August 6, 2009 | Unregistered CommenterJamie

I love eggplant and this looks really good.

August 24, 2009 | Unregistered CommenterThe Food Hunter

Hi there Angela,
Just dropping a line to let you know that I cooked this recipe last week. I receive fresh produce every week from a farm and last week I got two eggplants and a lot of fresh tomatoes. The parsley and basil came from pots in the balcony. The results was an exquisite dish that we couldn't get our hands out of it.

Thanks a lot for sharing this recipes, and spreading your good time in Italy to other homes.

August 25, 2009 | Unregistered CommenterMely

Jamie and Mely: I couldn't be happier that you both made the dish and loved it. Thanks for writing and sharing the awesome results. A presto!

August 25, 2009 | Unregistered CommenterAngela

I am assuming that the shallots go in with the onion, garlic and basil as most consider them onions? In the process of making it so will let you know how it turns out. Love the pictures!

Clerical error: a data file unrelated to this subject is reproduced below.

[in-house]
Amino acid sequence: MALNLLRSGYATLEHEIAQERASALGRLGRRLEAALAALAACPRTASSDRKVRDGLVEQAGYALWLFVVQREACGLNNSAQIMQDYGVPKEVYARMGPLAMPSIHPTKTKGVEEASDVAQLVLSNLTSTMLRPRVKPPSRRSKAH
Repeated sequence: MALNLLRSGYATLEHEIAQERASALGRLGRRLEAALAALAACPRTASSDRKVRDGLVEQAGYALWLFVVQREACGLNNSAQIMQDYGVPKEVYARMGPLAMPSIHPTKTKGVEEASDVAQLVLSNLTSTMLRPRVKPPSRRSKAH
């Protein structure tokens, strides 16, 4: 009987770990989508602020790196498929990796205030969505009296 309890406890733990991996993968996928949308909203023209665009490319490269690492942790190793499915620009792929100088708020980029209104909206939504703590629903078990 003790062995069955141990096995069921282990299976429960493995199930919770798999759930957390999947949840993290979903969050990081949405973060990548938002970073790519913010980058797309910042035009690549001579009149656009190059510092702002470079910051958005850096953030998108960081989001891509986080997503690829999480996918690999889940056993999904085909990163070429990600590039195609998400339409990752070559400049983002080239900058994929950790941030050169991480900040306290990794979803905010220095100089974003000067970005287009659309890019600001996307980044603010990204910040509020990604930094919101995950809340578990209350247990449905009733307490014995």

November 3, 2009 | Unregistered CommenterAli

Ali -- Yes! Thanks for the clarification. I'll make the change. Let me know how it turns out. Thanks for the note. Cheers! Angela

November 3, 2009 | Unregistered CommenterAngela

Aloha Angela! I was thinking of making this dish tonight so I went to the Fontana site to get the recipe and thought I would check out your blog version too... Difference...on their site it says to grill eggplant on yours you fry...have you tried the grilled version also?

March 26, 2010 | Unregistered CommenterGeralyn

Aloha Geralyn! We definitely fried our eggplant. I suppose it would be healthier grilled but I would think it would lose its silkiness that is so classic for this dish. Good luck and let me know how it goes! Hugs, Angela

March 26, 2010 | Unregistered CommenterAngela